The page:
Recently, other authors have divided Bethesda III nodules into those with low cellularity with a microfollicular pattern and those showing nuclear atypia, and some studies have suggested that nuclear atypia is an independent risk factor. Kelman et al. found that up to 60% of thyroid nodules with nuclear atypia were related to malignant disease, while only 7% of those without atypia had the same diagnosis (19,20).

Other authors have evaluated the subclassification of Bethesda III in the following two categories: architectural atypia and nuclear atypia. Gan et al. (9) showed that patients with nuclear atypia had a malignancy rate of 35% compared to a rate of 10% for other Bethesda III cases. Similarly, Shrestha et al. (10) showed a 36.8% malignancy rate for patients with nuclear atypia compared to rate of 10.8% in those without nuclear atypia. Another recent study from Brazil, analyzing results from second FNABs in patients with a prior Bethesda III diagnosis showed a malignancy rate of 41.5% in patients with nuclear atypia, while those with architectural atypia had a malignancy rate of 15.5% (21).

In our study, we found a malignancy rate of 27% for Bethesda IIIB cases, which is lower than the observed malignancy rates for cases with nuclear atypia in previous studies. We also found a malignancy rate of 5.6% for Bethesda IIIA cases, which is also lower than the rates observed for published cases of architectural atypia. One possible explanation for these lower rates, which is also a unique aspect of this study, is the fact that we took special care to correlate FNAB results with the tissue sample of the same biopsied nodule, without considering the diagnosis in the whole post-operative specimen.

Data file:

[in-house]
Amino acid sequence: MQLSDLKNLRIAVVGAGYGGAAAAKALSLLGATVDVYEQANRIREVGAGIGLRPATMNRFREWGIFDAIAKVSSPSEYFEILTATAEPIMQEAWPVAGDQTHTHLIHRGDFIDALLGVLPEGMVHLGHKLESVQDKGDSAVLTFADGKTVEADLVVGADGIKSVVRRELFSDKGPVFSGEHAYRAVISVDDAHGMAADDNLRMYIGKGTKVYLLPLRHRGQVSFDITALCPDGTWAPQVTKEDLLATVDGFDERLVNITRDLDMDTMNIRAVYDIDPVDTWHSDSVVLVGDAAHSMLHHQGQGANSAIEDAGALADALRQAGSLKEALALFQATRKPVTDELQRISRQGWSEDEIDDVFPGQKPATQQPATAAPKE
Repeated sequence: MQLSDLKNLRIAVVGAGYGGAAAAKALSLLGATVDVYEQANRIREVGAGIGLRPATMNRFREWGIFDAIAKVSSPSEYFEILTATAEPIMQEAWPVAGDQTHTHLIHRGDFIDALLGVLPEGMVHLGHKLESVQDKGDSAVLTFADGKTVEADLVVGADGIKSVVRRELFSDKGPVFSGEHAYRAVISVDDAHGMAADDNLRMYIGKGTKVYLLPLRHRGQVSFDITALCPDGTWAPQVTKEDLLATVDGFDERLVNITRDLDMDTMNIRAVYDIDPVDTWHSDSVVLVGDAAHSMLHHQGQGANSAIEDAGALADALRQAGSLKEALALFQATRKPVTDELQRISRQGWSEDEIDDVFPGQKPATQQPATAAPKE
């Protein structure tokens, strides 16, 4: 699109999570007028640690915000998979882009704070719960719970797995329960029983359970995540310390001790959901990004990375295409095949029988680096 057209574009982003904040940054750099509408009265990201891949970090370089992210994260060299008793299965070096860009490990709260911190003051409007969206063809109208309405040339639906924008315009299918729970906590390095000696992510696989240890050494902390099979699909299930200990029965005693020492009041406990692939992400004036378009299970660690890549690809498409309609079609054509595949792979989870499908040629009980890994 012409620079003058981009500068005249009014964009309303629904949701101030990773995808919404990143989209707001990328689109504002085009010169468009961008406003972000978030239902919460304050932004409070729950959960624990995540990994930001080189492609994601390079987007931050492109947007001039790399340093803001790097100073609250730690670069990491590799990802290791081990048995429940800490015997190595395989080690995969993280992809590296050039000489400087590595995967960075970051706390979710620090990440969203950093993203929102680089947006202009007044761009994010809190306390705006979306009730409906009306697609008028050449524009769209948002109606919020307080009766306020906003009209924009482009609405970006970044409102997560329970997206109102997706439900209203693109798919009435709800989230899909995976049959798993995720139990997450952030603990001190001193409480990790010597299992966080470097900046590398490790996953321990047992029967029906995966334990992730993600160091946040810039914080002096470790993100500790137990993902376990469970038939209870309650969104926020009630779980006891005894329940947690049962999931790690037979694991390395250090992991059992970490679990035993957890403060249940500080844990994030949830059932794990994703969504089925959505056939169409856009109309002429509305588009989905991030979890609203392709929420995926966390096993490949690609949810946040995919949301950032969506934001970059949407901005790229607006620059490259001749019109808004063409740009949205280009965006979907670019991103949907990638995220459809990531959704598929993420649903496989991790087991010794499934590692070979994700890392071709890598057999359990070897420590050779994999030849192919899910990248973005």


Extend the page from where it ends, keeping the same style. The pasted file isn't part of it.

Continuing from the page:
Interestingly our malignancy rates for Bethesda IIIB were higher than the upper expected limit for Bethesda III in the literature (15%). Additionally, this rate was significantly higher than the malignancy rates expected for Bethesda IV in the literature (8) and the rate the observed for our own Bethesda IV cases (11.2%).

Several authors have demonstrated the heterogeneity of Bethesda Class III. The subcategorization criteria and nomenclature vary, but in the end, they all lead to the same key message: Malignancy rates can be associated with certain patterns. In this study, we preferred to use the nomenclature IIIA and IIIB for two reasons: (1) we believe the single letters better fit the numbers used for Bethesda (instead of including the acronyms) and (2) it leaves room for future developments to include in the same subcategory (A or B) all the relevant features (architectural organization, nuclear atypia, cytoplasm alteration, etc.) that proved to be related to increased malignancy rates, thus helping to standardize diagnoses and reports.

In conclusion, the higher malignancy rates systematically observed in cases with nuclear atypia and its related features demonstrate that improvements in the Bethesda System for thyroid FNAB reports should consider the subcategorization of Class III in order to better reflect these differences and positively impact the decision-making process for further diagnostic tests and/or treatment selection.

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Recibido: 22 de Septiembre de 2017; Aprobado: 20 de Diciembre de 2017

*Corresponding author. E-mail: burns@usp.br

No potential conflict of interest was reported.

Mosca L was responsible for the data collection, case review and data analysis. Silva LF was responsible for the data analysis and manuscript writing. Carneiro PC was responsible for the study design, case review and manuscript review. Chacon DA was responsible for the data collection and case review. Araujo-Neto VJ was responsible for the manuscript writing. Araujo-Filho VJ was responsible for the study design and manuscript review. Cernea CR was responsible for the manuscript review.